Wednesday, December 23, 2015

Junk food News & the Network Spectacle: On A Healthful News Diet

In his book, Amusing Ourselves to Death: Public Discourse in the Age of Show Business, media ecologist Neil Postman discusses how the American obsession with entertainment has impacted how the news is presented, and what we consider news to be. Thirty years after its first publication, the book remains a relevant critique of how the television medium shapes the message. In the post-television age, one wonders what Postman would think about how the Internet has shaped the content of the news, as well as the deep impact of Clinton-era deregulation that many argue to be the impetus for the debased state of serious television journalism.

Postman's commentary discusses how the nature of commercial, network television affects how the news is presented and what constitutes news. Postman points out that the format of network television has a negative impact on the journalistic integrity of what news is, and how it is presented. For example, commercial breaks force interruptions of conversations which restrict the amount of time, and thus the depth, in which any issue can be explored. This means that most news stories receive less than one minute of coverage before shifting to another issue. In addition to the time restraints brought about by commercial "breaks" (one wonders if the news is the break from the real content; commercials) the format has adapted to compete with holding the attention of the viewer who can easily turn the channel to a more interesting program.

In addition to Postman's criticisms of format is the issue of the spectacle. The "if it bleeds, it leads" attitude cultivates a skewed view of the world, as does the visual spectacle of hosts who are three-parts model/actor/entertainers and one part journalist. Typographic news, that is the news we read, lends itself to thoughtful, unbroken, and in-depth analysis of an issue that is rare on network television.

So where does one turn for less entertainment driven news source, one that is, as Postman described it, more typographic in nature? Here is the news diet that I stick to, the one I have found to be most useful in the age of the spectacle.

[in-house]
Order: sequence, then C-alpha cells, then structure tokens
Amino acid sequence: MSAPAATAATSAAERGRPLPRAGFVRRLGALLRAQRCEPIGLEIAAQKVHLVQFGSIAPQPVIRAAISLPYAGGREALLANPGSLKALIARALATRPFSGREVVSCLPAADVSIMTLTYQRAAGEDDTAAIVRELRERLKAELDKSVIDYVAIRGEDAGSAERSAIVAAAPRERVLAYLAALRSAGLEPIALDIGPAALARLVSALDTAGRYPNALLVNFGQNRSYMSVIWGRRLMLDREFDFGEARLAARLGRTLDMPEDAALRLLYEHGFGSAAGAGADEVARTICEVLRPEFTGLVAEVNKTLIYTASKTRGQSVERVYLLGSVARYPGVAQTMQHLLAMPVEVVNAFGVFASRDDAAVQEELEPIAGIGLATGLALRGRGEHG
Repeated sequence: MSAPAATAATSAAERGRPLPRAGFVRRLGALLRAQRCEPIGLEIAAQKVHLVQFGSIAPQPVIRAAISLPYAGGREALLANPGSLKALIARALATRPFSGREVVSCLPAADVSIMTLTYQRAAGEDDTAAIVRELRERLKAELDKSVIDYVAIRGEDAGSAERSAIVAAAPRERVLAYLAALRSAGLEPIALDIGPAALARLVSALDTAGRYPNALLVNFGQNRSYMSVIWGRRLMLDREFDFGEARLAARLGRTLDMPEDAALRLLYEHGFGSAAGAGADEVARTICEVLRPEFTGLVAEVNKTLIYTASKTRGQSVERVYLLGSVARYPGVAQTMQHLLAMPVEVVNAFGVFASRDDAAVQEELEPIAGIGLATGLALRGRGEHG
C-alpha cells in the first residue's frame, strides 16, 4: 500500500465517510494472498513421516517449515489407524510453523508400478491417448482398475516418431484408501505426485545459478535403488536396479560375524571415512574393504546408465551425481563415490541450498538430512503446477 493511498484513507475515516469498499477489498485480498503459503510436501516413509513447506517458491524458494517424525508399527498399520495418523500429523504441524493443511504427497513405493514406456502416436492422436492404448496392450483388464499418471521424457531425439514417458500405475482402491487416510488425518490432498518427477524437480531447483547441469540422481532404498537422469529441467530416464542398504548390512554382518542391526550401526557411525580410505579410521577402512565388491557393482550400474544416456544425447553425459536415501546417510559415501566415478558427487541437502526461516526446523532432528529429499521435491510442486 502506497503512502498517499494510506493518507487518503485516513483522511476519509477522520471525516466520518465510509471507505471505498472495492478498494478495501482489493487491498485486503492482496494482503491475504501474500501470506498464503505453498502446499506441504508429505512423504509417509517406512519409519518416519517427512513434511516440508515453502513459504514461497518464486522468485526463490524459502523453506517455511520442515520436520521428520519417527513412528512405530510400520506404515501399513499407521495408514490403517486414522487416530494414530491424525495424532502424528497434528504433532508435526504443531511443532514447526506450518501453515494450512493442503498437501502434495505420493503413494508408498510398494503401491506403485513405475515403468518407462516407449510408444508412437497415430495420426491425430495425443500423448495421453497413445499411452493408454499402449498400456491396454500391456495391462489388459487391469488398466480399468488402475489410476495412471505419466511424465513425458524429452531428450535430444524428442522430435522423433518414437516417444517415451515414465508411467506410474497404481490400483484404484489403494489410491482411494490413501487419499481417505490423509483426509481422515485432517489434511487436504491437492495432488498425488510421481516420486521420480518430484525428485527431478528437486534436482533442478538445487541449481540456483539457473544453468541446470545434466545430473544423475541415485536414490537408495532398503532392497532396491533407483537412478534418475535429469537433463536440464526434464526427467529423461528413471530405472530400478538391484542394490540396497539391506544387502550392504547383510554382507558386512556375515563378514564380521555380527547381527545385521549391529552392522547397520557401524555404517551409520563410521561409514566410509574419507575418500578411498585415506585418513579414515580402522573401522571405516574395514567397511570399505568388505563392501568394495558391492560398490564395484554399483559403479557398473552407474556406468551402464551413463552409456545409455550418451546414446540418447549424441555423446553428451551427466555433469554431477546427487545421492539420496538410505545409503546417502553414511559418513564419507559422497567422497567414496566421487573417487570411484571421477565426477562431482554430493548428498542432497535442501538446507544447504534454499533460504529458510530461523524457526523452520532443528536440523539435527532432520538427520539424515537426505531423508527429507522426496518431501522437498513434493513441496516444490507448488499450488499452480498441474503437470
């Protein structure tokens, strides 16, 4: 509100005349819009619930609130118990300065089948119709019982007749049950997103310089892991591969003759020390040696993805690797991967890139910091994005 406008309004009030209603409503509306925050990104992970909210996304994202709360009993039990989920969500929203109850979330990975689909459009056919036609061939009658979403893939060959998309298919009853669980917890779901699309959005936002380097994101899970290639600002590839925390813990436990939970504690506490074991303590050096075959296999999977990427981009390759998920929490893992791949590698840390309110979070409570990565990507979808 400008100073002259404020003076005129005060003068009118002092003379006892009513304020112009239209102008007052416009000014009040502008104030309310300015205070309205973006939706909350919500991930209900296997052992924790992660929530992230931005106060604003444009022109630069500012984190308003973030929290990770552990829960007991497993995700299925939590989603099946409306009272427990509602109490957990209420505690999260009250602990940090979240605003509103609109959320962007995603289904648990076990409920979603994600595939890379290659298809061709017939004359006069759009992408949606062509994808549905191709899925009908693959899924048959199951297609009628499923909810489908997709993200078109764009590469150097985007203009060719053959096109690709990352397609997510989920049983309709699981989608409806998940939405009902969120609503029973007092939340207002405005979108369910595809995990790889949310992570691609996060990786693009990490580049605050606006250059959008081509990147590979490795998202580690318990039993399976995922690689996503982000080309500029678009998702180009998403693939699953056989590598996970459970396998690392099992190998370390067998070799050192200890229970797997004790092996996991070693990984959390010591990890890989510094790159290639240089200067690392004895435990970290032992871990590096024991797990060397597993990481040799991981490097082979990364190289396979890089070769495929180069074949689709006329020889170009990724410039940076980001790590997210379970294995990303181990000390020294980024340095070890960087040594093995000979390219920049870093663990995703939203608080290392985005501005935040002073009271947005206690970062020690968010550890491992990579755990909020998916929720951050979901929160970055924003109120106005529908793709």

I take the media diet approach to news. This means that I make a conscious effort to balance my news intake in a way that does not favor any one format. I approach the news as I would approach a meal. For breakfast I start with NPR's Hourly Newscast. This takes about five minutes and gives me a broad overview of what is going on in the world. When something catches my attention, I will take a look online at various newspapers, mostly guided by where the news story is taking place. I find it useful to explore news issues through NPR, BBC, Al Jazeera, and major newspapers, depending on where a particular news story is taking place. The New York Times, Washington Post, Le Soir, and Le Monde are frequent text favorites that I turn to. I am not a "fan" of any one news agency. I listen, read, and watch critically.

Having listened to the NPR headlines I tune-in to the BBC's Outside Source. This is a unique approach by the BBC World Service in which journalists are interviewed as they are working on developing stories. The program not only covers breaking news, but gives one a behind-the-scenes peek at how the journalists are researching the story. Finally, I end my breakfast with C-Span's Washington Journal. I like to hear the conversation between callers and journalists, and find the pace to be one that allows for meaningful discourse on topics.

I skip lunch. Having had a big breakfast, I now go about my day's work, building my appetite for dinner. In the evenings I usually listen to or watch the BBC World Service as well as the PBS Newshour. The MacNeil/Lehrer Newshour was a pioneering attempt to bring typographic depth to televisual news. The format is like that of a newspaper: Major headlines, a number of semi-depth coverage, and a few, in-depth investigations. On Fridays there is debate between conservative and liberal journalists.

I spend about three hours of my day with the news. I carefully choose what I consume and where I look and listen. I do not read or listen to 24/7 network, news feeds (like CNN), finding it to be highly repetitive and shallow. If you have not tried news sources from outside the major networks, give this diet a try for a week. You might find that much of the Hollywood-style, network news is what Postman described as junk food programming.

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